Font and Flora


Wild Southern food and typography.

Black Trumpets


2019 yielded an explosion of Craterellus in the southern Appalachian Mountains! The dark, witchy looking fungus is one of my absolute favorites with its deep, woodsy perfume and intense flavor. They tend to flush where chanterelles do, beginning a little later in the season and, in my experience, are more ephemeral. Since they are usually camouflaged in the dark soil and leaf litter of the forest, hunting black trumpets is great fun!

My favorite way to prepare black trumpets is to slice them in half length-wise and do a simple sauté in a good quality oil with a small amount of garlic, and finish with a splash of dry white wine and a pat of butter. I make sure not to overwhelm the flavor of the mushrooms with other flavors. I want to savor every bite!

I also tried a new recipe this time - Monkfish with Spinach and Black Trumpet Sauce which I found in an old New York Times article. It calls for trumpets, shallots, and 1/4 cup of Scotch to create the base for the cream sauce. Absolutely delicious! And I was delighted that the white fish and spinach didn’t outcompete the flavor of the mushrooms. Cooking with Scotch; who knew?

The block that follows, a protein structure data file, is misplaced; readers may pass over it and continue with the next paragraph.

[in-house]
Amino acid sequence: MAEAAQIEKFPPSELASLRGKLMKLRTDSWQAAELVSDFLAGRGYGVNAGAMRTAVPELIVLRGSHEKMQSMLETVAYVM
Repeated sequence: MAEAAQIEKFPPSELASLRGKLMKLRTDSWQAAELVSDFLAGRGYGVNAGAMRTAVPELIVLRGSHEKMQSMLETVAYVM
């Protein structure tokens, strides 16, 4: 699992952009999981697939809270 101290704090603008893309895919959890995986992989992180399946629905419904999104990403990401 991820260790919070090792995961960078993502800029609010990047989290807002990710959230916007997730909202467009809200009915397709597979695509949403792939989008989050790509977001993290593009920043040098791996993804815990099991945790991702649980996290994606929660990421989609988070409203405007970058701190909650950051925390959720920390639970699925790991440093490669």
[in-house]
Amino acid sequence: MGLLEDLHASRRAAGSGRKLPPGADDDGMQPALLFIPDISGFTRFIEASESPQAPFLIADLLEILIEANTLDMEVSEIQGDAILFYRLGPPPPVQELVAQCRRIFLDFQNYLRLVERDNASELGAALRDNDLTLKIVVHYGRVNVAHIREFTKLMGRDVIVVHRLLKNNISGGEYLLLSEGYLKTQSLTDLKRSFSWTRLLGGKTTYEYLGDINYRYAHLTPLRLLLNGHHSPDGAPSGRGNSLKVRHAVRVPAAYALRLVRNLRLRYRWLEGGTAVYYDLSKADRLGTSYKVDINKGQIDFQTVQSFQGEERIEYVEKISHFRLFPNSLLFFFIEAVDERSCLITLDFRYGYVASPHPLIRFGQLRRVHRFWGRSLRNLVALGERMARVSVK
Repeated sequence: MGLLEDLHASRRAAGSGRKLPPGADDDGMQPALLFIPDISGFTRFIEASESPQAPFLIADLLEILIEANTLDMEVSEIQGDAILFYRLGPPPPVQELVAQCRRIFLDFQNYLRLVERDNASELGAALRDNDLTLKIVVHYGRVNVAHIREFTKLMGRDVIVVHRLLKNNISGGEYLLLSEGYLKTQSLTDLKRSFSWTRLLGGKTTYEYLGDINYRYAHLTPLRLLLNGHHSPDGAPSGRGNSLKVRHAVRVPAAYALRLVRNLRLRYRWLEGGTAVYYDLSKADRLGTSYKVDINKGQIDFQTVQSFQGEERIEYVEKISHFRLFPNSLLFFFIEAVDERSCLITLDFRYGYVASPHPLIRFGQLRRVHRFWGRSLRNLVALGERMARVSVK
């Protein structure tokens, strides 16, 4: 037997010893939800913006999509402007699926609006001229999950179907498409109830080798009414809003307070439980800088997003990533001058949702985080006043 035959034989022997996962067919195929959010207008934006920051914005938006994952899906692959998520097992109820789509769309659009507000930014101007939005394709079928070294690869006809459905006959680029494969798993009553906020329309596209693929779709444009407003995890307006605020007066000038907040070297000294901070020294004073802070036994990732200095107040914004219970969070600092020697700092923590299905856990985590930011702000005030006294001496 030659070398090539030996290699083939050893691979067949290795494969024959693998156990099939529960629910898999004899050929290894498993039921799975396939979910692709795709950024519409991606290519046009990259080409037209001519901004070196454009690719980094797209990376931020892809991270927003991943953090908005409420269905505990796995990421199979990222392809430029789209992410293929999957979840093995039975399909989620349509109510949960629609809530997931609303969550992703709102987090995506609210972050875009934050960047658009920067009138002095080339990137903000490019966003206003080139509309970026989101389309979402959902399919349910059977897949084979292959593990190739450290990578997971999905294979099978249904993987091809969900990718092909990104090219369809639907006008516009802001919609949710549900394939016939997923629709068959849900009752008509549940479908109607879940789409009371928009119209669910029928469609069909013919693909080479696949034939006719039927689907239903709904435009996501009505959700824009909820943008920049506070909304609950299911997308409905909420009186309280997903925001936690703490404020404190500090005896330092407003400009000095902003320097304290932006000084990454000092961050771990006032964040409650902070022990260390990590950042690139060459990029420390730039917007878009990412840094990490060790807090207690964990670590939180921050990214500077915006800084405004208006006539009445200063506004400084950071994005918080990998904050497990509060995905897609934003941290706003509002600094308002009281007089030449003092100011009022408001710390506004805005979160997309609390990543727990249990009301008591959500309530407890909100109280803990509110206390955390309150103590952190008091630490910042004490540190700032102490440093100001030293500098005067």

Black Trumpets are excellent keepers—dry them and store in a glass jar with a tight fitted lid. Since the mushrooms are thin-walled and hollow, If they aren’t too wet you can dry them just by slicing and laying them out on the counter. Reconstitute as you would any other mushrooms. The texture isn’t quite as lovely as when they’re fresh, but this is an excellent way to preserve your abundance.

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Courtney Tiberio